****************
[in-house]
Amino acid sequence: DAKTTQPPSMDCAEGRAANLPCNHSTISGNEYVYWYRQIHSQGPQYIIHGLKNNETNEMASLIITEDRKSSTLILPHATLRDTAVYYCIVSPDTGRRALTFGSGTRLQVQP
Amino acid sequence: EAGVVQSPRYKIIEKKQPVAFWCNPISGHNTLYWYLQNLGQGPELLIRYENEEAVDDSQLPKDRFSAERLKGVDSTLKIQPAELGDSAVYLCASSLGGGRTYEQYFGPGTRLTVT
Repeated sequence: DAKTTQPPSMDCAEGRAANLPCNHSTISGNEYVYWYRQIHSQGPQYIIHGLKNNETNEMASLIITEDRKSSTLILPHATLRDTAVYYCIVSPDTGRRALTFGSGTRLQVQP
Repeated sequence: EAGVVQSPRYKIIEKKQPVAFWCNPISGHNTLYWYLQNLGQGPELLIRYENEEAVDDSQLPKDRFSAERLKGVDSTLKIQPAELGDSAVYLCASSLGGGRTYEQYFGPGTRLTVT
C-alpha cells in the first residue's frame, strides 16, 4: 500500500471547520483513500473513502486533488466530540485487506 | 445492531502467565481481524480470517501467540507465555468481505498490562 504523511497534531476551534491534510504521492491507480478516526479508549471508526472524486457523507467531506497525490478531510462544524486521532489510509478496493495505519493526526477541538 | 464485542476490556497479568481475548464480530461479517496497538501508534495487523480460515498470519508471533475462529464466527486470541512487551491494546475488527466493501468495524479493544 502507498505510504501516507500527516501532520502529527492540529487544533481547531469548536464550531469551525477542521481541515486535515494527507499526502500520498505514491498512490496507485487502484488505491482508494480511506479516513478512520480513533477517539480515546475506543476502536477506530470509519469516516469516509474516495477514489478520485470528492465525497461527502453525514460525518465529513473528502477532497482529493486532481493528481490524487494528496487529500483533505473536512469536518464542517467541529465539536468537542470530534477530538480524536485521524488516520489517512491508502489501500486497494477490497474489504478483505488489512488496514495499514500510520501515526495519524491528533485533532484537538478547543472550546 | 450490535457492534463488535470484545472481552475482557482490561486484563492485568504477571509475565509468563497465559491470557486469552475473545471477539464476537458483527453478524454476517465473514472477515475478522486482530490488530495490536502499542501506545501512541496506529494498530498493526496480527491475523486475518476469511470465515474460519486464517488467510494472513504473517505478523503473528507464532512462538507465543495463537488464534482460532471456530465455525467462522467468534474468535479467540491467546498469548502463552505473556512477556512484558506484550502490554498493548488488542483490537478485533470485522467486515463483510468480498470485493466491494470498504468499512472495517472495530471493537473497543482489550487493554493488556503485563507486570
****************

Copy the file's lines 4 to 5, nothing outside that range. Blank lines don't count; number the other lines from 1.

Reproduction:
Repeated sequence: DAKTTQPPSMDCAEGRAANLPCNHSTISGNEYVYWYRQIHSQGPQYIIHGLKNNETNEMASLIITEDRKSSTLILPHATLRDTAVYYCIVSPDTGRRALTFGSGTRLQVQP
Repeated sequence: EAGVVQSPRYKIIEKKQPVAFWCNPISGHNTLYWYLQNLGQGPELLIRYENEEAVDDSQLPKDRFSAERLKGVDSTLKIQPAELGDSAVYLCASSLGGGRTYEQYFGPGTRLTVT